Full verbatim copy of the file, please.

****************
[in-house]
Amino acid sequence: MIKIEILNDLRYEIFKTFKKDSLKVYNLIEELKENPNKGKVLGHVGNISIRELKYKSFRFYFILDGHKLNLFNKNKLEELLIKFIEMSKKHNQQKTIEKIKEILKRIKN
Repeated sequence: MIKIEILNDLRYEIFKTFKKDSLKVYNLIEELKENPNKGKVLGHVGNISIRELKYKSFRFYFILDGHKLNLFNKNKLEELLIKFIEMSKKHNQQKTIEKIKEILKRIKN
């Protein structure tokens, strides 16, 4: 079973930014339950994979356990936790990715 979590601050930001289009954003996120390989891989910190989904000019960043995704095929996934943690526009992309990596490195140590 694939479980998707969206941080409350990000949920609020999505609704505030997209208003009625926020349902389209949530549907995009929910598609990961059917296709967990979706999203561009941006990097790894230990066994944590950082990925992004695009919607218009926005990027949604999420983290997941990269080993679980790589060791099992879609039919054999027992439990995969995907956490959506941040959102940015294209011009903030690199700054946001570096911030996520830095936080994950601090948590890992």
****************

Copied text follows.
[in-house]
Amino acid sequence: MIKIEILNDLRYEIFKTFKKDSLKVYNLIEELKENPNKGKVLGHVGNISIRELKYKSFRFYFILDGHKLNLFNKNKLEELLIKFIEMSKKHNQQKTIEKIKEILKRIKN
Repeated sequence: MIKIEILNDLRYEIFKTFKKDSLKVYNLIEELKENPNKGKVLGHVGNISIRELKYKSFRFYFILDGHKLNLFNKNKLEELLIKFIEMSKKHNQQKTIEKIKEILKRIKN
């Protein structure tokens, strides 16, 4: 079973930014339950994979356990936790990715 979590601050930001289009954003996120390989891989910190989904000019960043995704095929996934943690526009992309990596490195140590 694939479980998707969206941080409350990000949920609020999505609704505030997209208003009625926020349902389209949530549907995009929910598609990961059917296709967990979706999203561009941006990097790894230990066994944590950082990925992004695009919607218009926005990027949604999420983290997941990269080993679980790589060791099992879609039919054999027992439990995969995907956490959506941040959102940015294209011009903030690199700054946001570096911030996520830095936080994950601090948590890992």